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Novel supercooling techniques to extend preservation times of biological materials

Written by Roshini Beenukumar, PhD

Preservation and banking of biological materials such as blood, cells, tissues, and organs are critical for scientific and medical applications. Current preservation techniques are inadequate, particularly to preserve organs for more than a few hours. In this article, we highlight two recent advances in cryopreservation of biomaterials via supercooling. The first approach more than doubled the current preservation time of red blood cells and the second approach preserved human liver outside the body for at least 27 hours.

Current challenges facing cryopreservation of biomaterials

Biopreservation can be broadly classified into short-term and long-term approaches. Short term cold storage is done at temperatures a few degrees above the freezing point. Long-term cryopreservation is done at much lower temperatures and usually in the presence of cryoprotective agents. Current methods of cryopreservation face multiple challenges; uncontrolled ice formation being the most critical challenge, at it restricts the extent to which tissues can survive free-thaw cycles.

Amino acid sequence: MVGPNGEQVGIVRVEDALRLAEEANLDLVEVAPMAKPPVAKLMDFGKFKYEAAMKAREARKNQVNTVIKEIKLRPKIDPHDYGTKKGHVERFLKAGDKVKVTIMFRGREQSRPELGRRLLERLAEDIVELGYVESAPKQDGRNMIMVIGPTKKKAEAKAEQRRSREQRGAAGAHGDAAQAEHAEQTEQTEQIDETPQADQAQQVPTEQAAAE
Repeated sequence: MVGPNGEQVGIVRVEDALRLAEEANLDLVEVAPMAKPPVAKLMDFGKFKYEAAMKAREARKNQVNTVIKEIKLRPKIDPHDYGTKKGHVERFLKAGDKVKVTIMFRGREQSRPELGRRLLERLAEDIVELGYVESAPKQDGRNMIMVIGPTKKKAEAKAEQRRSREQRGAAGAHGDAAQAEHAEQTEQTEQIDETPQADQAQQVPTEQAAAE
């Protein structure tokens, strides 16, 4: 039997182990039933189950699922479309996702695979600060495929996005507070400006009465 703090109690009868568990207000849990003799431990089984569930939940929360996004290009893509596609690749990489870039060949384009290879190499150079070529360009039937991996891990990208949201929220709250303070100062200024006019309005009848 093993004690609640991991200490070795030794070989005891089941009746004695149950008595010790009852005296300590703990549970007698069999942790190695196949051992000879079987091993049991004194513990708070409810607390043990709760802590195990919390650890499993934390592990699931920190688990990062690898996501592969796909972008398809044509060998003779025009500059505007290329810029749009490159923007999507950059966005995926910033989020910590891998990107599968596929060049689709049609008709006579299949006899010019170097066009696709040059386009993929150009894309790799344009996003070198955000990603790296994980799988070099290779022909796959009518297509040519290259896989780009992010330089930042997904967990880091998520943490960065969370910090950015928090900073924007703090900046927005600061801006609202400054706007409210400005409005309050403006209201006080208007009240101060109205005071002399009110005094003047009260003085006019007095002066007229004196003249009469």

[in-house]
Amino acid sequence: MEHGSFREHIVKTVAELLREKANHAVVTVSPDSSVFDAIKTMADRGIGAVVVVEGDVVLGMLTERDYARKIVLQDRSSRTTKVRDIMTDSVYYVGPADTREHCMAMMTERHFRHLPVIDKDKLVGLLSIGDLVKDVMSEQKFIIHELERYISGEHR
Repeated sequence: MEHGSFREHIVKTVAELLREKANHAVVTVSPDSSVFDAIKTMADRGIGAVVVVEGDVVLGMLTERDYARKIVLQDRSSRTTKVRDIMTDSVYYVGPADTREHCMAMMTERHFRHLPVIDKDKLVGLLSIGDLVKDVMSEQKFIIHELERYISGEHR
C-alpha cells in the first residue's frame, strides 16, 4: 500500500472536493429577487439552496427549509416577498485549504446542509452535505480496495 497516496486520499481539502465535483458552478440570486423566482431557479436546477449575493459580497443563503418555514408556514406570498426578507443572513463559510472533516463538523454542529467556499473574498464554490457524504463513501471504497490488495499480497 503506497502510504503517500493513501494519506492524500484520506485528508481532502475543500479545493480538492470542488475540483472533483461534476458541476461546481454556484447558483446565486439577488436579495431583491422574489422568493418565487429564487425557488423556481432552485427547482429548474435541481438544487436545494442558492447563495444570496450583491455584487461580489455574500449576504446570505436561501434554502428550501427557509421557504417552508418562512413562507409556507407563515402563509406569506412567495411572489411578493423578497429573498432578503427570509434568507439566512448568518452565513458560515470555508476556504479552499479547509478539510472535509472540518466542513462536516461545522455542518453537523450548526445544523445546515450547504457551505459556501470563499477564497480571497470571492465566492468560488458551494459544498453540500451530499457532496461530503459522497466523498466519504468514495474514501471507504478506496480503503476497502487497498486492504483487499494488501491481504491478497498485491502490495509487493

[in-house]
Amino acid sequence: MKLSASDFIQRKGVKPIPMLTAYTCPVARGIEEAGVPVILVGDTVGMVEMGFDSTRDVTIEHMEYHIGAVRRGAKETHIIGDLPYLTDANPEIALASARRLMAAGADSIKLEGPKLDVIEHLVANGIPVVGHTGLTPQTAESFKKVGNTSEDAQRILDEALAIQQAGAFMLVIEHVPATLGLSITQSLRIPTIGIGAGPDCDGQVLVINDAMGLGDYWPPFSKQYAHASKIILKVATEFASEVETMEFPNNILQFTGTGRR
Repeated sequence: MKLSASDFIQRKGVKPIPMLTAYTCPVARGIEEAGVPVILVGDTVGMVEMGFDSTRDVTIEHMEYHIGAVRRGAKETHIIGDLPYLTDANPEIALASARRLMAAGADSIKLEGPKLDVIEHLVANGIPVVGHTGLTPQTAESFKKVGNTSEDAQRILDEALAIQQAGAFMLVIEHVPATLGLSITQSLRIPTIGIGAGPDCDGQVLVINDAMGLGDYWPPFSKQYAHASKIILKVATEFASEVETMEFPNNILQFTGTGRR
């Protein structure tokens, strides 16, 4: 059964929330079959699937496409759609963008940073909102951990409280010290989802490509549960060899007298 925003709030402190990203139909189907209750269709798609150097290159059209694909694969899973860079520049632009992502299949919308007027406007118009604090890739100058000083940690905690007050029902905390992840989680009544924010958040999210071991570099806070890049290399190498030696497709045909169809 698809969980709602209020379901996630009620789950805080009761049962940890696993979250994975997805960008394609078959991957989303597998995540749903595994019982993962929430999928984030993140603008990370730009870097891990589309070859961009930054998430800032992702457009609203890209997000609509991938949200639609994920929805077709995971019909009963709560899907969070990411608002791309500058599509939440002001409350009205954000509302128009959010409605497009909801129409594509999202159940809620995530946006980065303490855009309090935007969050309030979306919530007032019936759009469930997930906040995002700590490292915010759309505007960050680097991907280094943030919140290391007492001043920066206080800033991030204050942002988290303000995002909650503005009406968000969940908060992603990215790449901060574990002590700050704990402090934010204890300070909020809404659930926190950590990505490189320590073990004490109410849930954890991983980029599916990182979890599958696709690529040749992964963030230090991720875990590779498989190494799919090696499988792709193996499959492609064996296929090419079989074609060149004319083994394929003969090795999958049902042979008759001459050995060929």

Supercooling as a solution for long-term biopreservation

There are several examples in nature, where species, including mammals, survive subzero body temperatures for weeks or longer. The mechanism at play here is supercooling which avoids ice formation. Supercooling is defined as the process of cooling a liquid below its freezing point, without it becoming solid. In normal circumstances, liquids, when cooled to temperatures below their freezing points, will crystallize in the presence of a seed crystal (or nucleus). In the absence of such a nucleus, the liquid phase can be maintained all the way down to the temperature at which homogeneous nucleation occurs.

Supercooling is a promising approach for long-term preservation of cells, tissues, and particularly organs. However, for biopreservation via supercooling to become viable, it has to overcome several hurdles. An important hurdle is that simultaneous low temperature (<−10 °C), large volume (>1 ml), and long-period (>1 week) of supercooling for aqueous solutions cannot be easily achieved.